Archival Media Preservation header image 2

Needs Assessment for Social Networking

May 26th, 2010 · 3 Comments


In March, Rachael Clark discussed the necessity of completing a needs assessment as one of the important skills used in developing a digital collection. I would definitely agree that it is a vital skill for any information professional. Cliché as it is, one of my go-to phrases is, “If you fail to plan, you plan to fail,” and performing a needs assessment is an essential part of the planning phase for any project. This includes diving into the world of social networking.

The first decision to consider with your team is what kind of social media outlet will be most beneficial. There’s more to the world of social networking than microblogging on Twitter. You can get your professional persona out there with LinkedIn, share attention-grabbing images of your collection using Flickr or post a webinar on YouTube. Consider your needs, speak with people who are fully immersed into the world of social networks and learn from them. There are many options from which to choose. Do a bit of research into what will work best for your organization before you spend too many “hit and miss” hours. Time is money, folks!

Once you’ve decided on the tools of choice, you probably think that adding social networking to your organization seems like such a simple thing. Go to your social networking site of choice, register and start posting, right? But before you dive in, stop and consider what kind of benefit you’re expecting from these popular tools. Do you want to reach out to patrons? Are you interested in generating buzz about your company? Do you hope to gain new clients? Perhaps you just want to keep in touch with colleagues around the world. No matter what your purpose, you’ll be doing a little writing and though this is writing on a small scale, the importance of writing for your audience cannot be underestimated.

More things to consider when creating a needs assessment are, how often and how much of information is being shared? How often are you going to use this tool? You will need to think about quality and quantity if you want to reach people and make the most of your social networking tool of choice. For example, if you’re using Twitter or Facebook, you will want to build an audience of people who read and repost or retweet your updates. If you want to attract loyal readers,  frequent, appropriate and relevant posts and tweets are vital.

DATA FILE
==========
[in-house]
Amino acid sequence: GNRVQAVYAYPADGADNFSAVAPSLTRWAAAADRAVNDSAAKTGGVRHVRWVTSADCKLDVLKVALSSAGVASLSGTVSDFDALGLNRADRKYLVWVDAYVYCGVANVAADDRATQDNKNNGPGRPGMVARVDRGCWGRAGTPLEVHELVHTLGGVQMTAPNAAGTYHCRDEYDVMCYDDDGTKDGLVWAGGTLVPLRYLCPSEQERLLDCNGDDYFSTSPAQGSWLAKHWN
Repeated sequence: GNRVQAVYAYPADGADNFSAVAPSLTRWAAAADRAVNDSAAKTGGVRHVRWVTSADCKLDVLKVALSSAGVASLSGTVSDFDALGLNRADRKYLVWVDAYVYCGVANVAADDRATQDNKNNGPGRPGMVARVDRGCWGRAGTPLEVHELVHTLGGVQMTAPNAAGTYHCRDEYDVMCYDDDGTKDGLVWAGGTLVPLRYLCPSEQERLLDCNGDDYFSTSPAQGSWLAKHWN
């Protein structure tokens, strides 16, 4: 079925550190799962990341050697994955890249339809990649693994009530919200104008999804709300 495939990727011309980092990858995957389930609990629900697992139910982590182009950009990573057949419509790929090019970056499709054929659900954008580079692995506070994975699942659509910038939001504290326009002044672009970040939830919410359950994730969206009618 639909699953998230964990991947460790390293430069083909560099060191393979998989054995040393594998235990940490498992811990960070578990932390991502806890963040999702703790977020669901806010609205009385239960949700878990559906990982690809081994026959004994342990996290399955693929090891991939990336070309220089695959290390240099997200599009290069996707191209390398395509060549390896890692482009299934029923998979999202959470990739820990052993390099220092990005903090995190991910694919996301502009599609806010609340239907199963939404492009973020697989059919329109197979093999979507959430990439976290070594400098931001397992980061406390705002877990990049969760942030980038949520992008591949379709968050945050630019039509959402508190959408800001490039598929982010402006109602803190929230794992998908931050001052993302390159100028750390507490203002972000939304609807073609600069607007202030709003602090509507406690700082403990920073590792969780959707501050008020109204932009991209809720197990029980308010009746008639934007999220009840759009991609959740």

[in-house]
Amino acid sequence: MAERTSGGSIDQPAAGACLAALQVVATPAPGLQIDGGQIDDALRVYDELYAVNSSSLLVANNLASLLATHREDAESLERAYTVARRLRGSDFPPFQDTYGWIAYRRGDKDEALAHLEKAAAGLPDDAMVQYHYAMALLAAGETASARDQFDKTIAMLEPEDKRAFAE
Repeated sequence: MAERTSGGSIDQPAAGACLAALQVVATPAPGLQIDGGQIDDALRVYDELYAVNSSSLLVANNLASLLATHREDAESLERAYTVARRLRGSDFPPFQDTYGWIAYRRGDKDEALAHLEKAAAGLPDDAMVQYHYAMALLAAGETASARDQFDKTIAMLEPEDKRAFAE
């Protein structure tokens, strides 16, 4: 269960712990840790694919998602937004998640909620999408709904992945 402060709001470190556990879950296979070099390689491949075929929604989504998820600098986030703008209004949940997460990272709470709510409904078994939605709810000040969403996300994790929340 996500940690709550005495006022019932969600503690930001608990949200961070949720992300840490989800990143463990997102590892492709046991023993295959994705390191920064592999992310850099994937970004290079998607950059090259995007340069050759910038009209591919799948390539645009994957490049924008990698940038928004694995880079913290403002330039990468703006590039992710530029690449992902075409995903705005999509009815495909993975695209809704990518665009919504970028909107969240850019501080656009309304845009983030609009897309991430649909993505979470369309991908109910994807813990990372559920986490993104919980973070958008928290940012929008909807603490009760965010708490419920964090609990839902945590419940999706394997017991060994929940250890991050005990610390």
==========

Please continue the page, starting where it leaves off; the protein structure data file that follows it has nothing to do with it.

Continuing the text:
Decisions will also have to be made about who will be the social media guru of your organization. You may find staff resistant to using these tools or you may have staff members who are ready to make it their full-time job. The right person will have enthusiasm for this new way to communicate, but it’s important that he or she will be literate in the language of social networking. They need to know that it’s “tweeting” NOT “twittering,” and they need to have the ability to tell the difference between useless information and great things to know. Many social networking sites have users who are spewing a lot more garbage than gems. The person doing the majority of work with social networking tools will have to do quite a bit of filtering.

In this day and age it seems as if everyone and their grandmothers have at least dipped their toes into the giant pond that is social networking. If you take your time to examine your needs, then plan and execute a process to get the most out of the social networking tool of your choice, you will add volumes to the intellectual value of your organization.

Related Posts with Thumbnails

Print This Post Print This Post

Tags: , ,

Category: New Tools · Social Media